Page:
Even if the players check the packages and don’t make the delivery the Johnson turns them over to Lone Star. If the players wait in the community center Lone Star shows up to arrest them. If not, Lone Star shows up at their homes. From there, their actions are their own. If they are arrested, Lone Star will process them before Aztechnology steps in to recruit them. If they go on the run, Aztechnology will catch them and attempt to recruit them. If they decide to band together and strike back at the Johnson who set them up, Aztechnology will hang back and let the gutter slime sort each other out before swooping in to retrieve their data from the survivors.
If the players are recruited by Aztechnology they will learn that the Corp knows they were fall guys for another team. Aztechnology wants the Johnson and the Runners that stole their prototype data. They will equip the players to accomplish their needs and, should things go smoothly, may offer then a Consultant position on their payroll. Of course, once this run is done then Aztechnology has no use for them and they will quickly find themselves right back in the Ville.
Act 1: A Way Out
The players are down and out in the Ville when the door to Running opens for them.
Scene 1: Opportunity
Approached by a Johnson for the Stuffer Drop.
Scene 2: The Drop
Each character makes their way to their designated Shack and plants the package.
Scene 3: Lone Star Assault
While waiting for their contact, Lone Star shows up to arrest the players.
Scene One: Opportunity
[This opening scene is “unique” for each player, but unfolds the same.]
Things are pretty bad in the Ville. Two neighboring gangs, the Twelve Hammers and Chrome Barons, have been using the Ville as a war ground and blood is spilling by the quart. Just last week the Gorgeous Gents Social Club was lit up and that place had been neutral ground for as long as anyone could remember. The worse part? None of this is new. There are always Sprawl Gang beefs and neutral grounds getting shot up. That’s life in the Ville.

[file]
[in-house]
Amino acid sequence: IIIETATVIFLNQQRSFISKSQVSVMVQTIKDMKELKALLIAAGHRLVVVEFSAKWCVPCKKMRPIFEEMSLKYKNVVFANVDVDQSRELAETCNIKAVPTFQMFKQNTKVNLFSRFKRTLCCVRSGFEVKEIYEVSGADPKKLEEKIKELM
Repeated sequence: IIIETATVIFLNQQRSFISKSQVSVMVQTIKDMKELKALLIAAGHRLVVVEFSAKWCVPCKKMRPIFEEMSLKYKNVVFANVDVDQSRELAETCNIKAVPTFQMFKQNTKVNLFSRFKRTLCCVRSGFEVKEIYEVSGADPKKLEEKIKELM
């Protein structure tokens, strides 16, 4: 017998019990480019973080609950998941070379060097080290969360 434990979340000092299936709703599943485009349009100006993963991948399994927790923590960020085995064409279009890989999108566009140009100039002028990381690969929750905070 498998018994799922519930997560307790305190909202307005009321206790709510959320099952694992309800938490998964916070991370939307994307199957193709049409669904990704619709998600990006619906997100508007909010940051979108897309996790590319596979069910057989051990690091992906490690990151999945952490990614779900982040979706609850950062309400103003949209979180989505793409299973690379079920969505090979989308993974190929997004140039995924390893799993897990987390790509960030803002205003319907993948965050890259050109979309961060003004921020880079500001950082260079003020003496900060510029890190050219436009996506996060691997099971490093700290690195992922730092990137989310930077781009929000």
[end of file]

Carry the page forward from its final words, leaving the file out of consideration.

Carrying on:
[Ask the players to describe a scene in the last week when things got really bad. Was this the breaking point that made them want to reach out to a Johnson for work? Or have they dreamed of being a Runner?]
It’s no surprise you ended up in the Tap Room sitting across from Mr. Johnson. Everyone knows that’s not his real name, it’s the pseudonym given out by just about every Shadowrun handler. If you want to Run, talk to Mr. Johnson. This one is an older human, you’d put his age somewhere in his mid-forties, with deep-set gray eyes, medium-length amber hair, cream colored skin, and a wide chin. His suit does little to mask his physique, he’s clearly a gym rat.
[This particular Johnson’s real name is Antonio Wynn. He’s 42 years old and Human.]
He didn’t have work for you, but he wrote down your Comm. Said he’d contact you if he saw anything that “fit your skills”. It was a blow off, but it was a polite blow off. You didn’t expect to hear from him, so you were surprised when your AR lit up with an arrow from the Tap Room.
The meeting was brief. One of his regular crews took a hit and he’s in the market for new talent. Of course, he’s not taking in wet behind the ears kids. Luckily, he has a Milk Run — a quick and easy run to make fast cash or prove value — for you to take. A package needs to be dropped at a Stuffer Shack tonight. Another team will come in the morning to pick it up. The player is to take a box to one of three Stuffer Shacks and place it on the island by the dispenser bar and the CIY (Cook-It-Yourself) station. They need to make sure no one sees them but cameras shouldn’t be a problem. Most Shack Managers don’t review tapes, plus the package won’t be in play for more than 12 hours.
For a couple hours work the Johnson will pay 1,000¥, a third of what a this kind of run would net an experienced Runner. Johnson explains that this is a test run and if you can’t handle a dead drop there won’t be future work. After the drop they go to the Greater Ville Community Center to await payment.
[Assuming each player accepts the job, if they don’t there is no game for them, assign each one a unique Shack to deliver their package to.]
All three Shacks are downtown locations;
- #8232: Corner of Pine St. and N. 6th St.
- #8235: Just off I-44 and Morgan St.
- #8291: Off Washington Ave. between N. 15th St. and N 14th St.
Scene Two: The Drop
[Scene Two is similar to scene one, each is a separate scene with common elements. There is more that can go unique for the players this time. Start by having everyone roll 1d6 to determine the complication to their run.]
[Complication #6: Everything goes as planned! Congrats on arbitrarily rolling “well.”]
Each Stuffer Shack is the same, inside and out, so no matter what city you find yourself in the Shack is familiar. There are four pre-approved exteriors to account for restrictions based on physical location but, thanks to a massive remodel effort in 2050, the interiors are identical.